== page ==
Keep Your Brain Healthy by Living in Walkable Neighbourhoods

Just when you think there couldn’t be more reasons to live in and build walkable communities another one pops up. We already know that walkable communities are safer, more environmentally healthy, and better for everyone’s health. We can now add to that
list that walkable places are good for keeping of mental issues that occur later in life!

The work builds on Watts’ long attention and study of health behaviors, prevention strategies, and bio-behavioral processes associated with cognitive decline and dementia as the University of Kansas (KU). “I’ve always been interested in why people choose to engage in healthy behaviors or not,” Amber Watts said. “I had been very focused around issues of the individual until I met and started working with architects who study how the physical world around us influences our choices. I found that fascinating, and I wanted to incorporate that into my work about health behaviors.”

This is supportive information for green city planners and city infrastructure layouts. More green planning in neighborhoods so that people will be able to make healthful choices is something we are lacking in much of the US. Good ambiance, sidewalks, and mixing of uses in a neighborhood can go a long way.

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New Research: Brains Do Heal Themselves

After a traumatic brain injury, it sometimes happens that the brain can repair itself, building new brain cells to replace damaged ones. But the repair doesn’t happen quickly enough to allow recovery from degenerative conditions like motor neuron disease (also known as Lou Gehrig’s disease or ALS). Siddharthan Chandran walks through some new techniques using special stem cells that could allow the damaged brain to rebuild faster.

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Artists Better Protected Against Cognitive Decline

People who engage in music or visual arts are better protected against dementia and other cognitive decline issues. Nows the time to pick up that instrument you keep meaning to learn how to play!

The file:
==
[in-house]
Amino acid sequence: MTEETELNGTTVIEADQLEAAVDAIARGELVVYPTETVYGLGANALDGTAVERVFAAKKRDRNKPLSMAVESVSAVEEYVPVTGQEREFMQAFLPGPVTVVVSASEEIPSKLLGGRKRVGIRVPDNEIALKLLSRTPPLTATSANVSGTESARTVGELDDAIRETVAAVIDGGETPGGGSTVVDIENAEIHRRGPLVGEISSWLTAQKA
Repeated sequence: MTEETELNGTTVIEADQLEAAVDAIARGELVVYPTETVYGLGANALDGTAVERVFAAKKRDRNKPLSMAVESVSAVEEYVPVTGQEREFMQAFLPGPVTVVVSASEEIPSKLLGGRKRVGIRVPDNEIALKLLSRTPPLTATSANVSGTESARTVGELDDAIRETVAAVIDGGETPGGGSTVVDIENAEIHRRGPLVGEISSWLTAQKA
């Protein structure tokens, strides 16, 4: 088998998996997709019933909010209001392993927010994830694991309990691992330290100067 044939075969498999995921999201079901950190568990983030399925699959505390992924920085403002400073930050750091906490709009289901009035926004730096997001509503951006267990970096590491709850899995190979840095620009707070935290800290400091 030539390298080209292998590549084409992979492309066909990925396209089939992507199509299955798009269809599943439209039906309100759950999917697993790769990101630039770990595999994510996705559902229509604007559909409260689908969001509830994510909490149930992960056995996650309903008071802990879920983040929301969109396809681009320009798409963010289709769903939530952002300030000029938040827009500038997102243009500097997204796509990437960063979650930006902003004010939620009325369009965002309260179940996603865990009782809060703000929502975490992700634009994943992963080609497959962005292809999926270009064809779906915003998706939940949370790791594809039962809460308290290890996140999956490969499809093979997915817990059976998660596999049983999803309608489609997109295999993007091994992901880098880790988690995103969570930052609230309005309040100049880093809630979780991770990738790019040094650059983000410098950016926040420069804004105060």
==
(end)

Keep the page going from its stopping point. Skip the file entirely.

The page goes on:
Artists compared with non-artists are better protected, he added. “Due to their art, the brain is better protected [against] diseases like Alzheimer’s, vascular dementia, and even strokes. They have more reserve in their brain in order to give functions.

“So [we know], based on other neuroscience studies, that art in any of its forms uses different neuronal avenues inside the brain to do their work. And the activity, the talent and the art per se gives reserve when the brain requires that reserve.”

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Music Therapy Helps Brain Damaged Patients

Music therapy can help people who have severe brain damage regain control of their brain and heal faster. This is really nifty!

But how does music find a pathway inside a damaged brain that regular speech can’t negotiate? According to Morrow, it has to do with the parts of the brain where music comes from. And that there are so many of them.

“Music centres are all over the brain,” says Morrow. “I might be able to retrieve lyrics from the right side, from the middle, from the back of the brain. There are so many components to music that I can tap into … to reach words again and to reformulate them in the brain.”

In terms of human evolution, speech is a relatively recent addition to our compartmentalized brains. Some believe music may precede it. There’s no doubt that toddlers babble and vocalize long before they speak.

“It used to be thought that music was a superfluous thing, and no one understood why it developed from an evolutionary standpoint,” says Michael De Georgia, director of the Centre for Music and Medicine at Case Western Reserve University’s Medical Centre in Cleveland.

“In the last 10 years, we’ve just started to understand how broad and diffuse the effect of music is on all parts of the brain,” he added. “We are just starting to understand how powerful music can be.”

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New Way to Examine Consciousness in Comatose Patients

There are a lot of ethical issues about what to do with a person in a vegetative state in a hospital, and sometimes pulling the plug (so to speak) isn’t the best course of action. Thanks to some smart researchers we can now tell which patients are still thinking and which patients have no activity in their brain.

“You spend a week with one of these patients and at no point does it seem at all they know what you are saying when you are talking to them. Then you do this experiment and find it’s the exact opposite — they do know what’s going on,” said Damian Cruse, a postdoctoral neuroscientist at the University of Western Ontario in Canada who helped conduct the research. “That’s quite a profound feeling.”

The results and similar findings could also provide crucial insights into human consciousness — one of the most perplexing scientific puzzles — and lead to ways to better provide diagnoses and possibly rehabilitate brain-injury patients, the researchers said.

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